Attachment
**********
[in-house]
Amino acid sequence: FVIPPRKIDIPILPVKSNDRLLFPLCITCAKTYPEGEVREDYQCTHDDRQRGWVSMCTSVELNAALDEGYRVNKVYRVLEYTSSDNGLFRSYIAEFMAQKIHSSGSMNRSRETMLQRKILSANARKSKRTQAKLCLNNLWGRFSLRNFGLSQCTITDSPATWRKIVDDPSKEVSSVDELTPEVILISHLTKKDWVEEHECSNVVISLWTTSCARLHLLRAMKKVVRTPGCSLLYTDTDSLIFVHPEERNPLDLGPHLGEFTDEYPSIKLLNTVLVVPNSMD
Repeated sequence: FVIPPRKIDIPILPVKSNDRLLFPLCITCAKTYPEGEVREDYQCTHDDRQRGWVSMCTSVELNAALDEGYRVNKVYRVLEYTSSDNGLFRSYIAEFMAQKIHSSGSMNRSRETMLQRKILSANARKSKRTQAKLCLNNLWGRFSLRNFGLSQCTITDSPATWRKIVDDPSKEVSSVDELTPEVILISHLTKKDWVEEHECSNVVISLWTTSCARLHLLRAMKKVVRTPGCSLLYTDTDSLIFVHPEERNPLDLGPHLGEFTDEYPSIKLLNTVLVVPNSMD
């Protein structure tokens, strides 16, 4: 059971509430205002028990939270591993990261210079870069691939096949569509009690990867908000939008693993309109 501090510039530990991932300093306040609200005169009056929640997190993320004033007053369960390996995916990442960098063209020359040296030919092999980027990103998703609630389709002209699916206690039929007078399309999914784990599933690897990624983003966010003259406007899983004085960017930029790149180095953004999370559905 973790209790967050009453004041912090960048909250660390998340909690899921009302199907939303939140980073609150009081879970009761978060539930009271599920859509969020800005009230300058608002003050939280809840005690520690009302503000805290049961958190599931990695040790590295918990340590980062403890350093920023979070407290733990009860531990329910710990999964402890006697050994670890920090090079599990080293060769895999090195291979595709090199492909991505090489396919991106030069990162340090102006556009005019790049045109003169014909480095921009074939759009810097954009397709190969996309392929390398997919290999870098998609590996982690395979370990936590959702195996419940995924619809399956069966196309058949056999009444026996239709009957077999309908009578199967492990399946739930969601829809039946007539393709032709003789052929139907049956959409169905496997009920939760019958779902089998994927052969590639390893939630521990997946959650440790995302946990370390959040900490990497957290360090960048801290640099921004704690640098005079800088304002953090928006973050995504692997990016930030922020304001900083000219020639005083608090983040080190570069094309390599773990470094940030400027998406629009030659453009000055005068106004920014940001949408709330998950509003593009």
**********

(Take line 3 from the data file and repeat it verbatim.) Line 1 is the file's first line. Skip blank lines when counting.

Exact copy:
Repeated sequence: FVIPPRKIDIPILPVKSNDRLLFPLCITCAKTYPEGEVREDYQCTHDDRQRGWVSMCTSVELNAALDEGYRVNKVYRVLEYTSSDNGLFRSYIAEFMAQKIHSSGSMNRSRETMLQRKILSANARKSKRTQAKLCLNNLWGRFSLRNFGLSQCTITDSPATWRKIVDDPSKEVSSVDELTPEVILISHLTKKDWVEEHECSNVVISLWTTSCARLHLLRAMKKVVRTPGCSLLYTDTDSLIFVHPEERNPLDLGPHLGEFTDEYPSIKLLNTVLVVPNSMD